100 Books That Defined the Decade
For good, for bad, for ugly.
Kevin Kwan, Crazy Rich Asians (2013)
Aiyoooooh, finish everything on your plate, girls! Don’t you know there are children starving in America?
Essential stats: Kwan’s satirical romantic comedy was an international bestseller, and of course sales were plumped—to over 1.5 million copies—by the splashy, delightful 2018 film adaptation, which, not for nothing, made $238.5 million worldwide, against a $30 million budget—which made it the highest-grossing romantic comedy in a decade.
What was Kwan up to, writing this book? “I wanted to introduce a contemporary Asia to a North American audience,” Kwan said of the novel, which was based on his own childhood in Singapore. “It’s a world that actually exists, and if anything, it’s toned down [in the book].”
What is its lasting legacy? Critics loved the book, but the way to American hearts is through the screen—and the screen adaptation was a very welcome cultural phenomenon in this country. It was the first major American motion picture to feature a majority Asian and Asian-American cast in a contemporary setting since 1993’s The Joy Luck Club (also a literary adaptation, of course). “For decades, Asian Americans working in the film and television industry have carried the impossible burden of fixing a system that has tended to punish, stereotype and ignore them,” Karen K. Ho wrote in her TIME cover story called “Crazy Rich Asians Is Going To Change Hollywood.”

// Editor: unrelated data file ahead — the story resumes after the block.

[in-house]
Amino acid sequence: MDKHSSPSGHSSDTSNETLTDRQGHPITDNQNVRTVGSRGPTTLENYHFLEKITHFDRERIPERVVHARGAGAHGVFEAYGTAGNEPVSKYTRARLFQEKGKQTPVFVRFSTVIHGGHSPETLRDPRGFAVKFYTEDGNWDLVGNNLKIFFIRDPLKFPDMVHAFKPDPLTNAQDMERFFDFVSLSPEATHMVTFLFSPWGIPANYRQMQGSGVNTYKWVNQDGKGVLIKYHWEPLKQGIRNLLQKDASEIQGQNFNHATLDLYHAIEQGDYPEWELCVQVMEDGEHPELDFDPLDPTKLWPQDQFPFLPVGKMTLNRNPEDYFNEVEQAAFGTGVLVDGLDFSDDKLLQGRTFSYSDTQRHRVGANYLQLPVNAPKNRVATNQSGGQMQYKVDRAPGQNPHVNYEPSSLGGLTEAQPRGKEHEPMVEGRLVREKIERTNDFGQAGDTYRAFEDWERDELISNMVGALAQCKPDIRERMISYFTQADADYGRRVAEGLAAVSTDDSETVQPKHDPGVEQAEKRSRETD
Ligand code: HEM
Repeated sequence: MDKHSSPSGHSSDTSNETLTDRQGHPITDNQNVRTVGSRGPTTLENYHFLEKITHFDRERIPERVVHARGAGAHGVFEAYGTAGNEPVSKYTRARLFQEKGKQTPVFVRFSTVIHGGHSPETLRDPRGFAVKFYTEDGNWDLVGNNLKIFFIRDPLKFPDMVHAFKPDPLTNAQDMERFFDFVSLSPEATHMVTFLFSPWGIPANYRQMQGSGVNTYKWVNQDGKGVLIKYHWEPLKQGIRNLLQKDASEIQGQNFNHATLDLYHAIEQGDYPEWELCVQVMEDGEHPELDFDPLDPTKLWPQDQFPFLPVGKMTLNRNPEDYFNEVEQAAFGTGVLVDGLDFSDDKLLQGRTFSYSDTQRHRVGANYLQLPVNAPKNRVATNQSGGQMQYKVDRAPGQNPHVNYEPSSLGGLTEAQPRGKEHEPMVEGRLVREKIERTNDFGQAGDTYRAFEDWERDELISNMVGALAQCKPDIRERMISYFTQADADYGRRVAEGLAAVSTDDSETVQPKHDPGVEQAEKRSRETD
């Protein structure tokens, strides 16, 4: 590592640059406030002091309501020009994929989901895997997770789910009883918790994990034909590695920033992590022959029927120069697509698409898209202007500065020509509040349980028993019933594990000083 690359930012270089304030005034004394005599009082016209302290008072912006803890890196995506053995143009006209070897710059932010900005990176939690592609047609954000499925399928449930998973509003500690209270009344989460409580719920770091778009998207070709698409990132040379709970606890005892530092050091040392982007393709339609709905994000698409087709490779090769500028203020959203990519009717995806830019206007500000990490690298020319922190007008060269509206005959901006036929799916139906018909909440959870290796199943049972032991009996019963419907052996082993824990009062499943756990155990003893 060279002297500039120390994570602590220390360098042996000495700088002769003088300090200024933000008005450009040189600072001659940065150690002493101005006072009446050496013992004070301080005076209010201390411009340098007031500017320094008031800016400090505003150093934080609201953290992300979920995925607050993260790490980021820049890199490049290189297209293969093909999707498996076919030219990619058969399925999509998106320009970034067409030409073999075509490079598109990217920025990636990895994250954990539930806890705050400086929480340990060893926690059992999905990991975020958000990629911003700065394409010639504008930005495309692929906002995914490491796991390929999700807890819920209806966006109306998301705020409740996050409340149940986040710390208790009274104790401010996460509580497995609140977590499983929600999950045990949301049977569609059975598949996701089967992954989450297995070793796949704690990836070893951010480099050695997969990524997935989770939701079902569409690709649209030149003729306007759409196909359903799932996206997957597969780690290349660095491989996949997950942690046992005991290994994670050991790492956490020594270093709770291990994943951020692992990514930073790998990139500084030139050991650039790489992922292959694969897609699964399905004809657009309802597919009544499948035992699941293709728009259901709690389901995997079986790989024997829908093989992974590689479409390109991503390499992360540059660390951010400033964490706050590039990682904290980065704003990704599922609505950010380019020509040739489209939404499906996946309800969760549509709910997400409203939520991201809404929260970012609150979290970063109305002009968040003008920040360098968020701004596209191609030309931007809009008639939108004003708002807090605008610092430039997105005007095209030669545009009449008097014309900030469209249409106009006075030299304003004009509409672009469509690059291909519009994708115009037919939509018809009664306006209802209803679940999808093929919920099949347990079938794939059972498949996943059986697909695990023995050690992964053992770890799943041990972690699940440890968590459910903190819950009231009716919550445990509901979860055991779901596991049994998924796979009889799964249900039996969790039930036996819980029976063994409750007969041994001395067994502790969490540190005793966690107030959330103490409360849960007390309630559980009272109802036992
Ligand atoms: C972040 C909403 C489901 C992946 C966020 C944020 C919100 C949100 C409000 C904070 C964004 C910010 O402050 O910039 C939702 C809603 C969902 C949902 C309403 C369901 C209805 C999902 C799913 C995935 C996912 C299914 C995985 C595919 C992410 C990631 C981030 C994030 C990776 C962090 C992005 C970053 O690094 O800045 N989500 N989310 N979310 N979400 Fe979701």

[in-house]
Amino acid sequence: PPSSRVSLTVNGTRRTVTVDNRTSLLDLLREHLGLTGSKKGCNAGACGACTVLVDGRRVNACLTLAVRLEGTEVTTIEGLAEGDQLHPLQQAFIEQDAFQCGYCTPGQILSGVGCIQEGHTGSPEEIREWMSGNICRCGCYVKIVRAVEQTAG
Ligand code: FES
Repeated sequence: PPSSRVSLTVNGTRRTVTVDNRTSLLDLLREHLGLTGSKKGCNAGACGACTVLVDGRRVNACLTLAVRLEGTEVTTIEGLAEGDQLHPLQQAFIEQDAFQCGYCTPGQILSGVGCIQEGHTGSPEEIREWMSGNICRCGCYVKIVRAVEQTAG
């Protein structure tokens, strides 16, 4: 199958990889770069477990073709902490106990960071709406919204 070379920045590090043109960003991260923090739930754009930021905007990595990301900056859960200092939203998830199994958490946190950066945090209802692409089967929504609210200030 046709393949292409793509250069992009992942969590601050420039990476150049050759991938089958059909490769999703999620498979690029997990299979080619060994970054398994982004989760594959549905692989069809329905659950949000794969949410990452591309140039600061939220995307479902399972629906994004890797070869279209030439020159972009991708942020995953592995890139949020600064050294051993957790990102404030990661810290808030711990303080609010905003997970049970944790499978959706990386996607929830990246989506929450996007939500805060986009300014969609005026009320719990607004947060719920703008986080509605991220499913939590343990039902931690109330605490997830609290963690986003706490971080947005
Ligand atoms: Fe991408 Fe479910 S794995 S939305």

After years of saying otherwise, Hollywood has finally realized that telling more inclusive stories is just good business. . . [and] there will be other definitions of success, beyond the numbers. [John M.] Chu dreams of this movie being repeatedly played on a television channel like TBS, and he has heard directly from fans about how it has changed the way they see themselves—including men who tell him they’re “proud to be an Asian dude” and those who never would’ve watched a romantic comedy before. “I didn’t know we would get that kind of reaction,” he says.
Lots and lots of people wrote about how important the film was to them personally, and here’s hoping it does in fact signal a shift in the kinds of stories we get to see represented in mass popular culture.
This is director Jon Chu’s original casting call:
“We just didn’t want to miss anybody,” he told the Times. “I wanted this to be the Avengers of Asian actors.”
And of course, the trailer:
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